[ii] Mujib Mashal, “Taliban and U.S. Strike Deal to Withdraw American Troops From Afghanistan”. New York Times, Feb 29, 2020. Accessed May 08, 2020 from https://www.nytimes.com/2020/02/29/world/asia/us-taliban-deal.html
[iii] Saphora Smith, “U.S. sees Taliban deal as exit from Afghanistan”. NBC News Mar 03, 2020. Accessed May 07, 2020 from https://www.nbcnews.com/news/world/u-s-sees-taliban-deal-exit-afghanistan-militants-see-in1146361t-
[v] Michael Safi, “Taliban warns of more US dead after Trump says he cancelled peace talks”, The Guardian, Sep 08 , 2019, Accessed May 13, 2020 from https://www.theguardian.com/us-news/2019/sep/08/donald-trump-says-he-was-due-to-host-taliban-at-camp-david
[vi] “Agreement for Bringing Peace to Afghanistan between the Islamic Emirate of Afghanistan which is not recognized by the United States as a state and is known as the Taliban and the United States of America”. US State Department. Accessed May 12, 2020 from https://www.state.gov/agreement-for-bringing-peace-to-afghanistan/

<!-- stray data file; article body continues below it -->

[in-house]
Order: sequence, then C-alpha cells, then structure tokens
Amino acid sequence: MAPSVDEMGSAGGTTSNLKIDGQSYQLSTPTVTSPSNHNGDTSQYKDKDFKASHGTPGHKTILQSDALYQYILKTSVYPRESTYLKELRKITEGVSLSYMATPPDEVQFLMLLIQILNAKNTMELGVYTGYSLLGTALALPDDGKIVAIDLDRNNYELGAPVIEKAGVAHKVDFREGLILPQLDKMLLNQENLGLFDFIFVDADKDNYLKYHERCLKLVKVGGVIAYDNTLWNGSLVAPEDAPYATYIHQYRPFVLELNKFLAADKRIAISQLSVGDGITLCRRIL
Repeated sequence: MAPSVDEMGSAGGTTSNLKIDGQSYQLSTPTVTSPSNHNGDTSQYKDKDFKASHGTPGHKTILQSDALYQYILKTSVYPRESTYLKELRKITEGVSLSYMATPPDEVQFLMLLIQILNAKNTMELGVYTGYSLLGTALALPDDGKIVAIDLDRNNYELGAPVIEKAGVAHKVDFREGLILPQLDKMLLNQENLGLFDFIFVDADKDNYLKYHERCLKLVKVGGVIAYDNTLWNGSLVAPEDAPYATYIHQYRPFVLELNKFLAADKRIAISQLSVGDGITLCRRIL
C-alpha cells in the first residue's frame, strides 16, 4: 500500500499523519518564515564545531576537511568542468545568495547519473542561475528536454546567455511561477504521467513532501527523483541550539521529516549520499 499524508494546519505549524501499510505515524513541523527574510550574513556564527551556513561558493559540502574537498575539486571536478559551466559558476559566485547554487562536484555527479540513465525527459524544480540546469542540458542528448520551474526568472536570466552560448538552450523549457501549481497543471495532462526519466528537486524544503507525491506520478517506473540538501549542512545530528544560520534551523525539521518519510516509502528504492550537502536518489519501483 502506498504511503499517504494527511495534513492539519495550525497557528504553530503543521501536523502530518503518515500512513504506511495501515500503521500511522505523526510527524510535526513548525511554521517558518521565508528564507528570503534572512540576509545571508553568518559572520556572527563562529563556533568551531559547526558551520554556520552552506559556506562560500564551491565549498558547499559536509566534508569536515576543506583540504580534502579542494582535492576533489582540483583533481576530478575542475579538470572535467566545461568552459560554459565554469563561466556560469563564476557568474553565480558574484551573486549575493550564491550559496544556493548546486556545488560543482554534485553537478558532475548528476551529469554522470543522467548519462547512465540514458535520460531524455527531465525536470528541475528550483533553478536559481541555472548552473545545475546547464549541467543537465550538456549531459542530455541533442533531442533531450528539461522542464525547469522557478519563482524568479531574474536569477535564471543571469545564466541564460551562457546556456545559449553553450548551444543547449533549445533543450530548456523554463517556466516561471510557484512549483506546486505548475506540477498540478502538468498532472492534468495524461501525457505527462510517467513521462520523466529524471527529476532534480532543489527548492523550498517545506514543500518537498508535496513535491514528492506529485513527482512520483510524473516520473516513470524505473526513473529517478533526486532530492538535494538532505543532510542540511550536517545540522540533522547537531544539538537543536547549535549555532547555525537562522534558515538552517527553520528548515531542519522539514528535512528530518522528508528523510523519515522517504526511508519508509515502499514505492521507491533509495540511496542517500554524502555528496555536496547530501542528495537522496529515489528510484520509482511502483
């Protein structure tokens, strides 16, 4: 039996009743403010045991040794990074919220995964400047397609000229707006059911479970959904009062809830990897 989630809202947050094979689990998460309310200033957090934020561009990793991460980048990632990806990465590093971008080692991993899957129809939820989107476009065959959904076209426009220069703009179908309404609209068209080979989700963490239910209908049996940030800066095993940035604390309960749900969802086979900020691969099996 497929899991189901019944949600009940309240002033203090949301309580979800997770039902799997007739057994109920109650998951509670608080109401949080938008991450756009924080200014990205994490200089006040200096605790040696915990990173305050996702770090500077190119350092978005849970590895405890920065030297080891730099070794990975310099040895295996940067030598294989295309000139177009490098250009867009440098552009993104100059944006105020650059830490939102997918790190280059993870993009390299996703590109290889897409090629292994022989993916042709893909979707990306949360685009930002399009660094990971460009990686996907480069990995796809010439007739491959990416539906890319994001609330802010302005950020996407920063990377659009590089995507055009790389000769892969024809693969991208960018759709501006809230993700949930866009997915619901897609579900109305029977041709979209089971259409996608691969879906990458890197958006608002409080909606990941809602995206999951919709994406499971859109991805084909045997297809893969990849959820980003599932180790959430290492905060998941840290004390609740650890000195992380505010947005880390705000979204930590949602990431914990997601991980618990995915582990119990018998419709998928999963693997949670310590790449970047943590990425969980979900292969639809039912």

[vii] “Comparing the Differences Between Liberalism And Realism Politics Essay”. UK essays Dec 12, 2016. Accessed May 08, 2020 from: https://www.ukessays.com/essays/politics/comparing-the-differences-between-liberalism-and-realism-politics-essay.php
[viii] “The U.S. War in Afghanistan”. Council for Foreign Relations. Accessed May 07, 2020 from CFR: https://www.cfr.org/timeline/us-war-afghanistan
[ix] “Afghan conflict: US and Taliban sign deal to end 18-year war”. BBC News Feb 29, 2020. Accessed May 09, 2020 from https://www.bbc.com/news/world-asia-51689443
[x] Connor Finnegan & Aleem Agha, “Horrific attacks on maternity ward, funeral in Afghanistan may derail peace process”, ABC News , May 12, 2020 . Accessed May 13, 2020 from https://abcnews.go.com/Politics/horrific-attacks-maternity-ward-funeral-afghanistan-derail-peace/story?id=70644131
Varija Maini is a graduate student at the Christ College, Bengaluru, she is pursuing a Triple Major Programme (Humanities) in History, Economics & Pol Science. She is doing an online summer internship at the USI of India with the Editorial Team.
Disclaimer: The views expressed are those of the author and do not necessarily represent the views of the organisation that he/she belongs to or of the USI of India.